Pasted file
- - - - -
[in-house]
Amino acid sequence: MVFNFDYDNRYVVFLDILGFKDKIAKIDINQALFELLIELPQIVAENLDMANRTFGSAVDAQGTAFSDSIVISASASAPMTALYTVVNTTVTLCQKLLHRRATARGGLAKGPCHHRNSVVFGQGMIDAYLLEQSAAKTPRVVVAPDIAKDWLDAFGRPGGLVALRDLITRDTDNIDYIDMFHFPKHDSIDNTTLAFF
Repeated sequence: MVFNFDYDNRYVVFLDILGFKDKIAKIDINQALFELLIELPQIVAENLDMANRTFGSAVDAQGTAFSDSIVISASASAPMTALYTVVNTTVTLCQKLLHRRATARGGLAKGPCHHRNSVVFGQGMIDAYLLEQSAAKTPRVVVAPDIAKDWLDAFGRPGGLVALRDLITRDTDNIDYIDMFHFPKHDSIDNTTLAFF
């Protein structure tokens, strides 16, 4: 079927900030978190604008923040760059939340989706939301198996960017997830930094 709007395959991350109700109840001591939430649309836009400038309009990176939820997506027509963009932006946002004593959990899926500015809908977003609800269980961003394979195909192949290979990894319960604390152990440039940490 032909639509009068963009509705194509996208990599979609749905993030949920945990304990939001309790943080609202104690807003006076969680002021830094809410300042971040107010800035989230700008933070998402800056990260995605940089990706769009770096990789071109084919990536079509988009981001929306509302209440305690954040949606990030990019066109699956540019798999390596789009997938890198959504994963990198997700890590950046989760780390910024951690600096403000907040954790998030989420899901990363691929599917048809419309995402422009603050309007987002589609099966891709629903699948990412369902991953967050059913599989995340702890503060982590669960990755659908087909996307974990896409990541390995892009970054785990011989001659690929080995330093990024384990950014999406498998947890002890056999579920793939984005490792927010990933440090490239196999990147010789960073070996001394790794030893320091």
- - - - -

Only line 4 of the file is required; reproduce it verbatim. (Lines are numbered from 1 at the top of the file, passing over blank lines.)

């Protein structure tokens, strides 16, 4: 079927900030978190604008923040760059939340989706939301198996960017997830930094 709007395959991350109700109840001591939430649309836009400038309009990176939820997506027509963009932006946002004593959990899926500015809908977003609800269980961003394979195909192949290979990894319960604390152990440039940490 032909639509009068963009509705194509996208990599979609749905993030949920945990304990939001309790943080609202104690807003006076969680002021830094809410300042971040107010800035989230700008933070998402800056990260995605940089990706769009770096990789071109084919990536079509988009981001929306509302209440305690954040949606990030990019066109699956540019798999390596789009997938890198959504994963990198997700890590950046989760780390910024951690600096403000907040954790998030989420899901990363691929599917048809419309995402422009603050309007987002589609099966891709629903699948990412369902991953967050059913599989995340702890503060982590669960990755659908087909996307974990896409990541390995892009970054785990011989001659690929080995330093990024384990950014999406498998947890002890056999579920793939984005490792927010990933440090490239196999990147010789960073070996001394790794030893320091």